Dr. John Chovan
bacterial vaginosis, lactobacilli, Gardnerella vaginalis, sexually transmitted infections, biofilm
Medicine and Health Sciences | Nursing
Bacterial vaginosis (BV) is a dysbiosis, or a microbial imbalance in the normal vaginal flora. Anaerobic pathogenic bacteria, particularly Gardnerella vaginalis, outgrow the normal, protective lactobacilli leading to symptoms of abnormal vaginal discharge and malodor. BV affects 21 million women in the United States alone. It is the most common vaginal disorder in women ages 15 to 44 years. Serious complications from BV include preterm labor, pelvic inflammatory disease and increased risk of acquiring sexually transmitted infections (STIs), including HIV. The advanced practice nurse (APN) should have significant understanding of this disorder since it is so prevalent and recurring among the female population. There are several hypotheses on the pathogenesis of bacterial vaginosis, however, the exact cause or mechanism that leads to the microbial shift characteristic of BV is unknown. Continued research is imperative for the development of more efficacious treatments and improved patient education and prevention. Clinicians must also stay informed of the latest research and new therapies to best help their patients as current therapies do not eradicate the disease for almost half of affected women. Since having BV increases the risk of acquiring and transmitting HIV, treatment and prevention of bacterial vaginosis can also help reduce the spread of STIs, including HIV.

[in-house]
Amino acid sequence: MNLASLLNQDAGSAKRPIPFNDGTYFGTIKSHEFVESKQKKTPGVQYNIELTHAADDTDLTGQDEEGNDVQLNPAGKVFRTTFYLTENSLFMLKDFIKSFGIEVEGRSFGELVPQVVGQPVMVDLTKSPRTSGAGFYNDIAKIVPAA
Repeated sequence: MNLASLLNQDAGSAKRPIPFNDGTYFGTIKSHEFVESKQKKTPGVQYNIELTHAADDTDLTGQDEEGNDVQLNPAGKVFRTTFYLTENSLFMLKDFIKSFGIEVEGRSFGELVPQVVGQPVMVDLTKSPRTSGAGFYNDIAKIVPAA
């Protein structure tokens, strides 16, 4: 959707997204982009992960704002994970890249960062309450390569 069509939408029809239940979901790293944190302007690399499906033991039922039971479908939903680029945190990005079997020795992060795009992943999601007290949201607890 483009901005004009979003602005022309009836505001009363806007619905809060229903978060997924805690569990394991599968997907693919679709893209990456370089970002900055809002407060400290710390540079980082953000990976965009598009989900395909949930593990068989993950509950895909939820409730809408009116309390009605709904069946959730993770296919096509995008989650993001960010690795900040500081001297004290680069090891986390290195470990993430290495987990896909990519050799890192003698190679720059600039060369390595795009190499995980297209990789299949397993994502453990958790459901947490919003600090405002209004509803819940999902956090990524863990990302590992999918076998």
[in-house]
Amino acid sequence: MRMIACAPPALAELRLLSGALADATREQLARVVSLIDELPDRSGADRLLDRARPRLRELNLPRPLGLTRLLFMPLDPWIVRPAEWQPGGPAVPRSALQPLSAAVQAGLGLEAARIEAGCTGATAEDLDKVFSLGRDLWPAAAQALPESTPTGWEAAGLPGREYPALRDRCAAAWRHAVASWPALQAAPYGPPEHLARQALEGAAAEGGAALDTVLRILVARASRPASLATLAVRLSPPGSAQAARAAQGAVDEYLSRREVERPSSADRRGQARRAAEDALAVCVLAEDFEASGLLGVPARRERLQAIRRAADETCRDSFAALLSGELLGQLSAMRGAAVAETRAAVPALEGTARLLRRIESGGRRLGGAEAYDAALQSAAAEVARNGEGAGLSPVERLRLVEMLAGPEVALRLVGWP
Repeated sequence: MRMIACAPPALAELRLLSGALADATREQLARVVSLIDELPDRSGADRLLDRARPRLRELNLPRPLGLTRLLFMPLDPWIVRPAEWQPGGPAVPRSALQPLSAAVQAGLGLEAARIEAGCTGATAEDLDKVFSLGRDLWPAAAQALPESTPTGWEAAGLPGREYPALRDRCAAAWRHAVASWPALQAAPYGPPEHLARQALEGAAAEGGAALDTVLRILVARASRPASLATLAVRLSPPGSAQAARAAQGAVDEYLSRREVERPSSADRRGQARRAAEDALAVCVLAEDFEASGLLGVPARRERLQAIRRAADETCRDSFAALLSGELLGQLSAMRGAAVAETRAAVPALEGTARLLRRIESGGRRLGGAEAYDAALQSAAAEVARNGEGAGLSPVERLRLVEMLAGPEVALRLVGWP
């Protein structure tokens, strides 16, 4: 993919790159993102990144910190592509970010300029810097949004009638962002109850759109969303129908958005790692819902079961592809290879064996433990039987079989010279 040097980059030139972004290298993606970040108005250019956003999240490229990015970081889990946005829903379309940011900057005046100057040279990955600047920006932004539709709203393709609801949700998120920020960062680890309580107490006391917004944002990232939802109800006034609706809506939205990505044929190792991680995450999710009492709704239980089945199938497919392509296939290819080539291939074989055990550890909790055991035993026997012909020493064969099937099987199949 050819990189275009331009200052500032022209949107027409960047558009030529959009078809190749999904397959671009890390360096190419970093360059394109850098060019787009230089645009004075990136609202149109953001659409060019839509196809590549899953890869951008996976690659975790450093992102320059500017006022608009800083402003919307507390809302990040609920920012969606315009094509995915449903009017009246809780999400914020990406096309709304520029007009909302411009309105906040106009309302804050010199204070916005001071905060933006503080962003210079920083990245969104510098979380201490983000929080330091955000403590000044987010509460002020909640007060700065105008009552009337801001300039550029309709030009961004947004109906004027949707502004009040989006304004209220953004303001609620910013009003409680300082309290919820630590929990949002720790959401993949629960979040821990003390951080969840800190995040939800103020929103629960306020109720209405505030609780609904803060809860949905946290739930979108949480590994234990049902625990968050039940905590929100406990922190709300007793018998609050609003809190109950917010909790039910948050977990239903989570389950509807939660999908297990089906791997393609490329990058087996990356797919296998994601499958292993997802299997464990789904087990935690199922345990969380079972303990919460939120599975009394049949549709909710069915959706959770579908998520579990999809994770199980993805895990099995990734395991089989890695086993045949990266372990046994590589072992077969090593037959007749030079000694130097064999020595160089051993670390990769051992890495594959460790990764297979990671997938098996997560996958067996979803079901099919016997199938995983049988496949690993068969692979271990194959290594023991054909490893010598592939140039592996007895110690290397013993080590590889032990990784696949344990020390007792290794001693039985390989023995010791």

Patel, Shreya, "Bacterial Vaginosis" (2018). Nursing Student Class Projects (Formerly MSN). 274.